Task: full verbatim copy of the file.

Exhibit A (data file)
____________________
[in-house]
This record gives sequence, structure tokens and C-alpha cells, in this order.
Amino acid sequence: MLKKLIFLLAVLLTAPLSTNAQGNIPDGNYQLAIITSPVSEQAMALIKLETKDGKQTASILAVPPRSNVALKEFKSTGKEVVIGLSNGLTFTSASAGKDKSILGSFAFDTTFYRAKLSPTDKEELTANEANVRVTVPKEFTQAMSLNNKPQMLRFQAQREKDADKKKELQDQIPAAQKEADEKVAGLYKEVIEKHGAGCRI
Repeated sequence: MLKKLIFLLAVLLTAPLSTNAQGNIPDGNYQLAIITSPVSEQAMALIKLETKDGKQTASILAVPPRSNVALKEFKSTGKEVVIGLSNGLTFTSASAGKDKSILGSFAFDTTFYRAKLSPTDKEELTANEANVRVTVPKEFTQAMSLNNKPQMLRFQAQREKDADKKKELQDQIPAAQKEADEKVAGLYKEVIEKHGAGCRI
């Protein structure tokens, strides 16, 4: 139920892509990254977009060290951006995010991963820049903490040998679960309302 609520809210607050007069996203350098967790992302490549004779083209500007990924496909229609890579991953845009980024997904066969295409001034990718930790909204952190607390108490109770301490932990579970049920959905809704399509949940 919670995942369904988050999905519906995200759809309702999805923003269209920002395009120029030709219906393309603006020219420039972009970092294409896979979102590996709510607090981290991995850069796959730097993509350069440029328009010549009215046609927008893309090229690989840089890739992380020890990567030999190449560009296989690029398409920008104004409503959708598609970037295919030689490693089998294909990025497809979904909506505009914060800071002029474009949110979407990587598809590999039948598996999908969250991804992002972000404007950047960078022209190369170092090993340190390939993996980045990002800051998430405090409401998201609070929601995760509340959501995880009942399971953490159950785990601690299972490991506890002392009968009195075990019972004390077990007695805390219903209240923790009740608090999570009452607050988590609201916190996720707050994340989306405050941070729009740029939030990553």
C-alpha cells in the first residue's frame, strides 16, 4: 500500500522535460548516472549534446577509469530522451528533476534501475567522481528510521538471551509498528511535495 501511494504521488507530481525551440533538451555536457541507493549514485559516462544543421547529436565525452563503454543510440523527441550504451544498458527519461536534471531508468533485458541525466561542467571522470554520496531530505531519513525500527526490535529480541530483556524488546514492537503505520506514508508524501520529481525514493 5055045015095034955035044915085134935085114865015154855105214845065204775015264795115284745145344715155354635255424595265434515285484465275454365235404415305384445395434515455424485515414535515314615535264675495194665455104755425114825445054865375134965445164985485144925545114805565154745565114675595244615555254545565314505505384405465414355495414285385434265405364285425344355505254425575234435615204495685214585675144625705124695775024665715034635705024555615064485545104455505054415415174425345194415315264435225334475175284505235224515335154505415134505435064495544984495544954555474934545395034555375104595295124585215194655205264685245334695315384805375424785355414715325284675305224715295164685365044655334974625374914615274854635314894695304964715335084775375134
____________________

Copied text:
[in-house]
This record gives sequence, structure tokens and C-alpha cells, in this order.
Amino acid sequence: MLKKLIFLLAVLLTAPLSTNAQGNIPDGNYQLAIITSPVSEQAMALIKLETKDGKQTASILAVPPRSNVALKEFKSTGKEVVIGLSNGLTFTSASAGKDKSILGSFAFDTTFYRAKLSPTDKEELTANEANVRVTVPKEFTQAMSLNNKPQMLRFQAQREKDADKKKELQDQIPAAQKEADEKVAGLYKEVIEKHGAGCRI
Repeated sequence: MLKKLIFLLAVLLTAPLSTNAQGNIPDGNYQLAIITSPVSEQAMALIKLETKDGKQTASILAVPPRSNVALKEFKSTGKEVVIGLSNGLTFTSASAGKDKSILGSFAFDTTFYRAKLSPTDKEELTANEANVRVTVPKEFTQAMSLNNKPQMLRFQAQREKDADKKKELQDQIPAAQKEADEKVAGLYKEVIEKHGAGCRI
């Protein structure tokens, strides 16, 4: 139920892509990254977009060290951006995010991963820049903490040998679960309302 609520809210607050007069996203350098967790992302490549004779083209500007990924496909229609890579991953845009980024997904066969295409001034990718930790909204952190607390108490109770301490932990579970049920959905809704399509949940 919670995942369904988050999905519906995200759809309702999805923003269209920002395009120029030709219906393309603006020219420039972009970092294409896979979102590996709510607090981290991995850069796959730097993509350069440029328009010549009215046609927008893309090229690989840089890739992380020890990567030999190449560009296989690029398409920008104004409503959708598609970037295919030689490693089998294909990025497809979904909506505009914060800071002029474009949110979407990587598809590999039948598996999908969250991804992002972000404007950047960078022209190369170092090993340190390939993996980045990002800051998430405090409401998201609070929601995760509340959501995880009942399971953490159950785990601690299972490991506890002392009968009195075990019972004390077990007695805390219903209240923790009740608090999570009452607050988590609201916190996720707050994340989306405050941070729009740029939030990553």
C-alpha cells in the first residue's frame, strides 16, 4: 500500500522535460548516472549534446577509469530522451528533476534501475567522481528510521538471551509498528511535495 501511494504521488507530481525551440533538451555536457541507493549514485559516462544543421547529436565525452563503454543510440523527441550504451544498458527519461536534471531508468533485458541525466561542467571522470554520496531530505531519513525500527526490535529480541530483556524488546514492537503505520506514508508524501520529481525514493 5055045015095034955035044915085134935085114865015154855105214845065204775015264795115284745145344715155354635255424595265434515285484465275454365235404415305384445395434515455424485515414535515314615535264675495194665455104755425114825445054865375134965445164985485144925545114805565154745565114675595244615555254545565314505505384405465414355495414285385434265405364285425344355505254425575234435615204495685214585675144625705124695775024665715034635705024555615064485545104455505054415415174425345194415315264435225334475175284505235224515335154505415134505435064495544984495544954555474934545395034555375104595295124585215194655205264685245334695315384805375424785355414715325284675305224715295164685365044655334974625374914615274854635314894695304964715335084775375134